Under the Muslim law, the mother is never entitled to guardianship of her children. It lies with the father and after him, with his father and brothers. However, the mother is entitled to the care and custody of her sons until they are seven years old and of her daughters till puberty.

The laws, as modified by the Guardian and Wards Act of 1890, states that the welfare of the children is more important than the rights of the parents. A mother may also have her children beyond the specified ages if the court is satisfied that they would not be well looked after by the father. The mother may also apply to the court for guardianship of the children. But it involves expensive and time-consuming litigation over a long period. The father may dispose of the child’s property under certain circumstances, but the mother cannot do so without the prior permission of the court even if she is the appointed guardian of the child. A Muslim mother is entitled to maintenance from her son if he is solvent financially (The Muslim Family Laws Ordinance, 1961).

The existing law requires that every Muslim marriage solemnised must be registered. There has also been an enactment titled ‘Marriage and Divorce Registration Act, 1974. But even a casual observation in the rural areas reveals that a vast majority of the marriages are not registered.

Again, despite the existence of a law to restrain child marriage, the girls are being married off well below the minimum age of 18 years. However, it is difficult to enforce this law due to the absence of the birth registration practice in Bangladesh, particularly in the rural areas. Although, religion has made provisions for dower (an amount payable to the wife), the payment is rarely made. The society has made provisions for dowry (money, jewelry, and luxury items presented by the bride’s guardians at marriage), and it has become a tradition. Non-payment of dowry, more often than not, brings disaster to the lives of many women.

In response to the demands voiced by women’s organisations to amend existing laws or/and enacting new ones to improve women’s legal status, the government from time to time amended existing laws and enacted new ones. These include: (1) The Muslim Personal Law (Shariah) Application Act 1937; (2) The Dissolution of Muslim Marriages Act 1939; (3) The Muslim Family Laws Ordinance 1961 (Amended in 1986); (4) The Muslim Family Laws Rules 1961; (5) The Muslim Marriages and Divorces Registration Act 1974; (6) The Muslim Marriages and Divorces Registration Rules 1975; (7) The Dissolution of Muslim Marriages Act 1939; (8) The Family Courts Ordinance 1985; (9) The Family Courts Rules 1985; (10) The Bangladesh Penal Code 1860; (11) The Evidence Act 1872; (12) The Civil Procedure Code 1903; (13) The Criminal Law Amendment Act 1938; (14) The Suppression of Immoral Act 1933; (15) The Dowry Prohibition Act 1980; (16) The Cruelty to Women (Deterrent Punishment) Act 1983; (17) The Woman and Child Oppression (Special Provision) Act 1995; and (18) Maternity Benefits Act 1939.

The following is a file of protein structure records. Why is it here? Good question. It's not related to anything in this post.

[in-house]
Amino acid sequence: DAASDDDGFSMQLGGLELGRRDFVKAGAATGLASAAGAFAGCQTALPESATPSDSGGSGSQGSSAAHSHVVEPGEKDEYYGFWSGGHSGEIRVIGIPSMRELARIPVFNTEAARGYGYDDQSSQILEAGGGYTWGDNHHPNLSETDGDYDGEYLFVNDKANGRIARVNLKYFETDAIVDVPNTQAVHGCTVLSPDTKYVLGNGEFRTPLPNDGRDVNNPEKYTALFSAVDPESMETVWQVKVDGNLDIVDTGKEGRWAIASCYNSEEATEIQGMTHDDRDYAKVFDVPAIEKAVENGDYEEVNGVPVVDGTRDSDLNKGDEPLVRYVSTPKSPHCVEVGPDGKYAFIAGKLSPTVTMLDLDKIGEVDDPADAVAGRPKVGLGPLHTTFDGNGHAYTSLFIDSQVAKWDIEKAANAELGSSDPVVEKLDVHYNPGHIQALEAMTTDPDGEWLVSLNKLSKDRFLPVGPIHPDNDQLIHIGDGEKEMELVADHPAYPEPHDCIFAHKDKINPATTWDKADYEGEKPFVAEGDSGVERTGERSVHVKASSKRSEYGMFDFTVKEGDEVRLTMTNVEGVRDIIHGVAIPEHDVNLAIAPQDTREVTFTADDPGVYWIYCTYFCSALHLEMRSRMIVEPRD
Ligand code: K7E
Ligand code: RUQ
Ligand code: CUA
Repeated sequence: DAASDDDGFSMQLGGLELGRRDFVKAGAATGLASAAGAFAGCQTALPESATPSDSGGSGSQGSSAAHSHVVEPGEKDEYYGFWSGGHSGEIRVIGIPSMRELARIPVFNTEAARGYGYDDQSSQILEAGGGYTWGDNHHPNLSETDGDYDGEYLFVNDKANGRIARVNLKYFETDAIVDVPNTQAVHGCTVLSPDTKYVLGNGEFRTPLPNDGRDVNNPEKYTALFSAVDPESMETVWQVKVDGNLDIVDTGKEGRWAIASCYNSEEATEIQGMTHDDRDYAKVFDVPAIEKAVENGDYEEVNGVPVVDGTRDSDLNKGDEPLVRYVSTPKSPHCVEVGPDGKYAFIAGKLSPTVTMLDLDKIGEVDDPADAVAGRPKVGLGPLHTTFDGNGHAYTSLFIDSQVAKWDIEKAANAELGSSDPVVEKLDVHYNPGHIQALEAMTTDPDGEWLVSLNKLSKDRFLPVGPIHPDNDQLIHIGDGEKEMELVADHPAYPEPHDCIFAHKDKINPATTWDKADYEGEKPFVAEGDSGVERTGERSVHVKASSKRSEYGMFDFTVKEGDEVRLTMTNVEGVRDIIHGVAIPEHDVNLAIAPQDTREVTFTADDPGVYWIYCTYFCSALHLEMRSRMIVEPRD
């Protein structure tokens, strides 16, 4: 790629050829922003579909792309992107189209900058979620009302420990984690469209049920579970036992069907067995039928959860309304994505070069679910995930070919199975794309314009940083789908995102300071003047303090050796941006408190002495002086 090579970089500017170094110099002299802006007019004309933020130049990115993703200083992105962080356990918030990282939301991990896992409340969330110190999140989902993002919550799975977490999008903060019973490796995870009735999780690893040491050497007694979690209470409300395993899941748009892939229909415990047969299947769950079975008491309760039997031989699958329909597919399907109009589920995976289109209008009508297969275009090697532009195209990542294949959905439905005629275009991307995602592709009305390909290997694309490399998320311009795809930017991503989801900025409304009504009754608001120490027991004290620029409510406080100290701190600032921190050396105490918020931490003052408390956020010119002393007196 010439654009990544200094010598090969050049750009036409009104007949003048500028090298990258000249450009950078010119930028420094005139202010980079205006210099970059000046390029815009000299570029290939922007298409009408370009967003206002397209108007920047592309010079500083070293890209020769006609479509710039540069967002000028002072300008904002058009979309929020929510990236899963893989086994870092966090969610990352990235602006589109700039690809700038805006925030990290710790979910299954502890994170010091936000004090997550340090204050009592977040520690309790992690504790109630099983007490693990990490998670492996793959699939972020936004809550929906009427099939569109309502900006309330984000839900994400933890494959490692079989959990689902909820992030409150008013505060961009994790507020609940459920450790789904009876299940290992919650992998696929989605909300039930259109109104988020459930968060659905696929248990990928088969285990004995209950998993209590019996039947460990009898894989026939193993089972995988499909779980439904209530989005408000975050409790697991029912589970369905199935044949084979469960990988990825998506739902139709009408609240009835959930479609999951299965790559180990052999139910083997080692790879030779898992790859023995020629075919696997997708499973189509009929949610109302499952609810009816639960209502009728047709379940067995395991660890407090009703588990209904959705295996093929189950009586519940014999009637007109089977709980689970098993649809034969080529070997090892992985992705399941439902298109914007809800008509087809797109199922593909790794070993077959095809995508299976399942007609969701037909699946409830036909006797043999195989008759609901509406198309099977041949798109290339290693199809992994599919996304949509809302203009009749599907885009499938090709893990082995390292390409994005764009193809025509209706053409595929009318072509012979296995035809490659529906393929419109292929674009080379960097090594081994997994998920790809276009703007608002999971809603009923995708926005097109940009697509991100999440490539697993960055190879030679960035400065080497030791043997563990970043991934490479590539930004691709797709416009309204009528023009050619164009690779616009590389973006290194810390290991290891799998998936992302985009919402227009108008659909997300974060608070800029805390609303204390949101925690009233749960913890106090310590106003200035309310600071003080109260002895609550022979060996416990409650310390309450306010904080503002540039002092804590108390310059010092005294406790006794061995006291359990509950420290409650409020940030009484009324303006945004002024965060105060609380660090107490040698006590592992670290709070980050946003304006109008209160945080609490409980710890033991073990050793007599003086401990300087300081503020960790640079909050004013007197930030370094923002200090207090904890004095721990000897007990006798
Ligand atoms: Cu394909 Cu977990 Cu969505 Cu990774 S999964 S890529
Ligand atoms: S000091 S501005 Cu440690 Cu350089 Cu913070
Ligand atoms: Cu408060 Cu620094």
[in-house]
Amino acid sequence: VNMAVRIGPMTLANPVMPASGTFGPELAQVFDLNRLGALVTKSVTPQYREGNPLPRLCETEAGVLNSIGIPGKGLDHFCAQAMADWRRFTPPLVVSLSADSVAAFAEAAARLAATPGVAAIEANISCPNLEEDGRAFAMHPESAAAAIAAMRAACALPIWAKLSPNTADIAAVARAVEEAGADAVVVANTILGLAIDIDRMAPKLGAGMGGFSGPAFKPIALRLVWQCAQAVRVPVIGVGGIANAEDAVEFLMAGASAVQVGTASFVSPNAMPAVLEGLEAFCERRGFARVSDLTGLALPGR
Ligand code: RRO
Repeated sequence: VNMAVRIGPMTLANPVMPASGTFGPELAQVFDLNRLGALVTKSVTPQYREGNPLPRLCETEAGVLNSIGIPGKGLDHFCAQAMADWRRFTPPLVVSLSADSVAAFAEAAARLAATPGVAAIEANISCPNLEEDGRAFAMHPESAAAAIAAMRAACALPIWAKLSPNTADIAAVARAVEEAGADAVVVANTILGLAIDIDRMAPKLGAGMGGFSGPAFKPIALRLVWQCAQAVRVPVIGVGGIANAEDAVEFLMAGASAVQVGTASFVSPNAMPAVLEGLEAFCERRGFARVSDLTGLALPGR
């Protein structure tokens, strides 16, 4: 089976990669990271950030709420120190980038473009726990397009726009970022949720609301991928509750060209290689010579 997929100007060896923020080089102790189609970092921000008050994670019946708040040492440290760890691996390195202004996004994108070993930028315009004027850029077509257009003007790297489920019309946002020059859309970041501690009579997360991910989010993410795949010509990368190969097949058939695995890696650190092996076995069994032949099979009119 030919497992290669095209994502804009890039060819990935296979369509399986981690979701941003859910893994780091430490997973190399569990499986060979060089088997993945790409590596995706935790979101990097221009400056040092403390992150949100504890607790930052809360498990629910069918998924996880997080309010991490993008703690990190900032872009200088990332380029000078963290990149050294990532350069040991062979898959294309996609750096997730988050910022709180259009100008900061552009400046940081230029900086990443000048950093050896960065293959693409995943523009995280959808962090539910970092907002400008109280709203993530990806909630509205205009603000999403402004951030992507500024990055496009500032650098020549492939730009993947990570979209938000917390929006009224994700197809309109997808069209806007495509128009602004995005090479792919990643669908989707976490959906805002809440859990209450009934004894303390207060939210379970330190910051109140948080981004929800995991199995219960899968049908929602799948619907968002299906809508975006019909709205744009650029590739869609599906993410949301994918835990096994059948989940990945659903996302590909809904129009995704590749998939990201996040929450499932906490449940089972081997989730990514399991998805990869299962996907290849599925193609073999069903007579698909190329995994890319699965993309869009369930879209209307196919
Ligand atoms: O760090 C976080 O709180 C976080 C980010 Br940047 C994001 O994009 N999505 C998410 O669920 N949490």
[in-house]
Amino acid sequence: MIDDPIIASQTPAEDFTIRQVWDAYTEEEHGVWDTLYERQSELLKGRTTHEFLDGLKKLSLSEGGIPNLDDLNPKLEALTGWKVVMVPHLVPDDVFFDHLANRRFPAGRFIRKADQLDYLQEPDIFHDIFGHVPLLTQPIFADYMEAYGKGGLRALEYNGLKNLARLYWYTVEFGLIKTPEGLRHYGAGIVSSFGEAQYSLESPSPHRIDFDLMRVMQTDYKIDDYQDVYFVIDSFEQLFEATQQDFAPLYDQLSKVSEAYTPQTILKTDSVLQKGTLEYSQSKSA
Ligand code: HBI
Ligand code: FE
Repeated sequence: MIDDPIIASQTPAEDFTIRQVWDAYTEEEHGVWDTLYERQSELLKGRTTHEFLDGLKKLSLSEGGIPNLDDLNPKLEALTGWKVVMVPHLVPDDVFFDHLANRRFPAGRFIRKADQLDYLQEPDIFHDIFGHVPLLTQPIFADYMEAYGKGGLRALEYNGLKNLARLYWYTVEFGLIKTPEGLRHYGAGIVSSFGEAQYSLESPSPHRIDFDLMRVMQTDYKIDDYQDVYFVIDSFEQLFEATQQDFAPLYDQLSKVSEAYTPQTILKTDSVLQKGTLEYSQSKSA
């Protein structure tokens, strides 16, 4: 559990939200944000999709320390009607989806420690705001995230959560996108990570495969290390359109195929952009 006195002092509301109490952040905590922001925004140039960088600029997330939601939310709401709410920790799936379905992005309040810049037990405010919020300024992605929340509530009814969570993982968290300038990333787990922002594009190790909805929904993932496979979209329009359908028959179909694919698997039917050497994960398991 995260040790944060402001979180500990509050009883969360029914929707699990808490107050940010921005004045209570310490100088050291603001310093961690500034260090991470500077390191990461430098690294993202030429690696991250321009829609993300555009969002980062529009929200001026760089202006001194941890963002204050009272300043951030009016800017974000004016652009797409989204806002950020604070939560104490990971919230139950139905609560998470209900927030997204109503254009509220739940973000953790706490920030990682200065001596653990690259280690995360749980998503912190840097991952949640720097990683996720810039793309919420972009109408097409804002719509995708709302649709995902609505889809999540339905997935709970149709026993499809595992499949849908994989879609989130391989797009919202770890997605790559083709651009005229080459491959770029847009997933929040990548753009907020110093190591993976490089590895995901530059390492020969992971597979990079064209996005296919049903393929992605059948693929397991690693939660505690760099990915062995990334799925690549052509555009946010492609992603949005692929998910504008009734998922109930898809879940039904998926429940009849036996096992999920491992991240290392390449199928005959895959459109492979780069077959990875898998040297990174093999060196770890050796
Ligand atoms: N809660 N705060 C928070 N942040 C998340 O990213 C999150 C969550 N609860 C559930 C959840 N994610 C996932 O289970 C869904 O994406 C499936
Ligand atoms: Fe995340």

While the civil laws are applicable to the Hindu community, marriage, divorce, inheritance and guardianship, which relate to the private sphere, are governed by the Hindu Personal Laws. These laws have remained unchanged since 1947 (the year of partition of the subcontinent).

In the Hindu religion, marriage is a sacrament, not a contract. The foremost duty of a Hindu father is to marry her daughters off. The girl’s consent in marriage is not required; nor is divorce possible; and unrestricted polygamy is allowed. The father is always the preferred guardian of his children, while the mother can be the guardian, her rights are inferior to those of the father. Not all daughters of a man are equally eligible to inherit. In order of priority, unmarried daughters and married daughters with sons can inherit. Married daughters beyond child bearing age and widows without sons cannot inherit. The Hindu laws permit adoption, but only of boys.

The laws for the Christian communities in many cases gender biased and controversial to the constitution, and human rights. Right to divorce, right to alimony, Rights to maintenance are largely gender discriminatory. It should be overcome by new legislations and make thes effective. There is no personal law for the tribal, Buddhist and some other religious communities people in our  country. There is a wide demand in this purpose.

To protect women’s rights, to make effective laws relating to women in our country, authority of the state should find out the drawbacks of the legislations and amend them if necessary or new legislations shall enact for the specific issues. Being the member of the society we have to change our traditional negative concept and practice and encourage the women to protect their rights to make successful the laws of women.

[1] Reuter Newswire, 8.6.1992

[2] Akanda,and Jahan, 1983, Women for Women: Collected Articles, Women for Women, Dhaka. page: 200.

[3] Akanda, and Jahan, 1983, Women for Women: Collected Articles,

Women for Women, Dhaka.page:203.